Battery Facts

Digital Camera batteries

Digital Cameras place a huge burden on the batteries that provide them with power. When being used, they need a large amount of electricity very quickly. And of course it still needs to work after a month or two of being stored.

Even though some alkaline batteries have very high rated capacities (up to 2500mAh), the method by which alkaline batteries convert their chemical energy into electrical energy places a limit on how much power they can produce. This gives even the best alkaline AA batteries a run for their money in power hungry digital cameras.

Rechargeable batteries fare much better. The current technology used in rechargeable batteries for digital cameras uses Nickel-Metal-Hydride (NiHM) chemistry to convert the stored chemical energy into electricity. This chemical process can generate electricity far more rapidly, and will thus allow a 2100mAh NiMH battery to outperform a 2500mAh alkaline battery in a digital camera.

Current NiMH technology has a number of additional advantages over its predecessor, Nickel-Cadmium or NiCd. NiCd rechargeable batteries suffer from something called a ‘memory effect'. This reduces the amount of electricity that the battery can store in each charge/discharge cycle. Not by a great deal for each cycle, but over time you would notice that you got ever fewer pictures from your digital camera, before you had to stop to recharge.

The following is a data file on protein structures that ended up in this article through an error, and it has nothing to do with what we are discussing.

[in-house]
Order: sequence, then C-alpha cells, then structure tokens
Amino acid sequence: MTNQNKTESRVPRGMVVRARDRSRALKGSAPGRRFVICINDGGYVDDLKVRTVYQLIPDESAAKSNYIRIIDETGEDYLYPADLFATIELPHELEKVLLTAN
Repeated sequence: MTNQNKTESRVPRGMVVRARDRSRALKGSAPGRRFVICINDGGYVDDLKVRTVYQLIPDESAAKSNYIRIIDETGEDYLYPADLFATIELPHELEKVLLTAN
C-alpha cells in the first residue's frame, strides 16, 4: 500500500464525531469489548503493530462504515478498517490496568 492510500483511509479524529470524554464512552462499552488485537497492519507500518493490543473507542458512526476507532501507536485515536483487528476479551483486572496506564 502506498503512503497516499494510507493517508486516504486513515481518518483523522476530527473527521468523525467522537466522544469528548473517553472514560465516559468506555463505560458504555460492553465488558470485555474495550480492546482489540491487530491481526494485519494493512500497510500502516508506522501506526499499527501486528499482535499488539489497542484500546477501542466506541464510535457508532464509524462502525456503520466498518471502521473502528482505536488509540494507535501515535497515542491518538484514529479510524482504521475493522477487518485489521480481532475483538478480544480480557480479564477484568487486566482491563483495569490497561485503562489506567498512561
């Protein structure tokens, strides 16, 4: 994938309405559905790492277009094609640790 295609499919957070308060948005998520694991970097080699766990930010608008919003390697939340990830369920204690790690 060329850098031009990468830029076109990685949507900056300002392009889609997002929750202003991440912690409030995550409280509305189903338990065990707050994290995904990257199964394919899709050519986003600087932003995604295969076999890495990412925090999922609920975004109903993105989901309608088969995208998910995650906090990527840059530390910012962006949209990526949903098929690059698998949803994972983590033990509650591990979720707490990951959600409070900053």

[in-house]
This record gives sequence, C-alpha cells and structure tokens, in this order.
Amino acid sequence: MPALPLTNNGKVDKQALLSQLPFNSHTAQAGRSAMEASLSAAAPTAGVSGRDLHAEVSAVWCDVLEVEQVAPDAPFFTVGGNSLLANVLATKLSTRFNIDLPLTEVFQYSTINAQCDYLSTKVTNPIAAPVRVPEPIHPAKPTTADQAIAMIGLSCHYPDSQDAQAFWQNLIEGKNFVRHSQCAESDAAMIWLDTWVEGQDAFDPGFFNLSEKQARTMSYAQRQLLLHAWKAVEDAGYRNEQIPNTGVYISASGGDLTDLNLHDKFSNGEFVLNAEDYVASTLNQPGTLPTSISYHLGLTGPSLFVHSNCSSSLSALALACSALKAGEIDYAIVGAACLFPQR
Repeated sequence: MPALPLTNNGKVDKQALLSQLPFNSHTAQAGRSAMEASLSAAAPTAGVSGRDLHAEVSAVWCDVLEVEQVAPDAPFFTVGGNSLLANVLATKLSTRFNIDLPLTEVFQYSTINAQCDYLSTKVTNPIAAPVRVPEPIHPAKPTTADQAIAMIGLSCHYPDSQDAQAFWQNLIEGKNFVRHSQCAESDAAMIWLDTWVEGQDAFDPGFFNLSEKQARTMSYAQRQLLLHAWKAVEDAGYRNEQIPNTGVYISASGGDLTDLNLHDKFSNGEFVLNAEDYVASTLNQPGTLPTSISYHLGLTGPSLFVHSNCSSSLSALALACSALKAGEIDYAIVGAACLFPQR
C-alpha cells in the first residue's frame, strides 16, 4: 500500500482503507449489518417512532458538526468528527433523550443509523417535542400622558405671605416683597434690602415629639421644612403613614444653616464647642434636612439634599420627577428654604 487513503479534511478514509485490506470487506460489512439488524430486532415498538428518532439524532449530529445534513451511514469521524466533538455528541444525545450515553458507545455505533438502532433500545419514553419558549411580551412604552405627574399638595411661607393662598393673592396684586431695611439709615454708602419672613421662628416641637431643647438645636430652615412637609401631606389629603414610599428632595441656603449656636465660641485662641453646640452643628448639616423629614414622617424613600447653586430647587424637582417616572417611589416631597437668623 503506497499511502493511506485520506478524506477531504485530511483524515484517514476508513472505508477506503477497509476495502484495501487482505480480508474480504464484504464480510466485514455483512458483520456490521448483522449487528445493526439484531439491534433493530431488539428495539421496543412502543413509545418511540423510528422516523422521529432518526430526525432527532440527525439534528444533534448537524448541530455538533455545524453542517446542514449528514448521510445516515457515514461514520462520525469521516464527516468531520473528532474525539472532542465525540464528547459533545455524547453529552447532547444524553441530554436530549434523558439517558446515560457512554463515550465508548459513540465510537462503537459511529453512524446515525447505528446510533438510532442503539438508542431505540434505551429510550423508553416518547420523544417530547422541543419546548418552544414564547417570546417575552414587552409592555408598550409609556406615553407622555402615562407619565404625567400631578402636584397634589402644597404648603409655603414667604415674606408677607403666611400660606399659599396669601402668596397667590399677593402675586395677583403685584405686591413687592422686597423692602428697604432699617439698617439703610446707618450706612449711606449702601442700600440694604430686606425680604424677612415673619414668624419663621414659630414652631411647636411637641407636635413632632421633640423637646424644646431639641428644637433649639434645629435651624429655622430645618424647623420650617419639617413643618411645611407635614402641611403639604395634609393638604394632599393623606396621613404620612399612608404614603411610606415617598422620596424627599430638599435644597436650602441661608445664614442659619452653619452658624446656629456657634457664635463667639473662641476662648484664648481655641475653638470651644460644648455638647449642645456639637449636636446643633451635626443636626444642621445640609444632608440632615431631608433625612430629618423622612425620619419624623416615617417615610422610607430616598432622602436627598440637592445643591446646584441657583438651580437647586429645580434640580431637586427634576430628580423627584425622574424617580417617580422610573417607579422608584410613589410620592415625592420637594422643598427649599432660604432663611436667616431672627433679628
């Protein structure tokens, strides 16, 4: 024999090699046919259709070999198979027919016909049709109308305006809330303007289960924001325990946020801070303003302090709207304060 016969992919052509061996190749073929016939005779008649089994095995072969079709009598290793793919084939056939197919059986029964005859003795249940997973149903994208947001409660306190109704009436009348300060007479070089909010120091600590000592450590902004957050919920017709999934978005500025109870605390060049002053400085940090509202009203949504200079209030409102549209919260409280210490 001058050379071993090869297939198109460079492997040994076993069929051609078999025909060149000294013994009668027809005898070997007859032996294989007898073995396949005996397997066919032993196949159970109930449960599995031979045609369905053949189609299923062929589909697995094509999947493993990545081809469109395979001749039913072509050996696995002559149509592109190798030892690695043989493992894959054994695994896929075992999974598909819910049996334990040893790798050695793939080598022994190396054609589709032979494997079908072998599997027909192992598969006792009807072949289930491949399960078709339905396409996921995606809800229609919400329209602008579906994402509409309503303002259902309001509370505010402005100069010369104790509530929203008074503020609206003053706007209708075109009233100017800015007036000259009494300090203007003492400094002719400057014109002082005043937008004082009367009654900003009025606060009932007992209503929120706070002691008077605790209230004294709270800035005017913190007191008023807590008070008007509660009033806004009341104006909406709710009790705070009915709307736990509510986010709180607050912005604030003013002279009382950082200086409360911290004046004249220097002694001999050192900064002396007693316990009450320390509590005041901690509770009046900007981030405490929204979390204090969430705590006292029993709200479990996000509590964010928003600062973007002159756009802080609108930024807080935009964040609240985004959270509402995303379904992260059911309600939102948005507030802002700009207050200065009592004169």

One disadvantage that rechargeable batteries for digital cameras have not overcome is the loss of stored power while not in use. A rechargeable battery loses 1-3% of its power EVERY DAY when not in use. If you are running a professional photo studio, that won't be an issue because you're recharging every day anyway. But for a more casual user, quickly grabbing the camera
on the way to the car for a long weekend can often result in a surprise – and no pictures! Fortunately, most digital cameras are designed to also work with lithium batteries. These typically come in the same size as AA alkaline batteries, but are much better at keeping up with a digital camera's voracious appetite for power. They also have shelf lives of 10 years or more. The ideal strategy will be to rely on rechargeable batteries for most of the time, but to keep a spare set of lithium batteries handy for emergency use.
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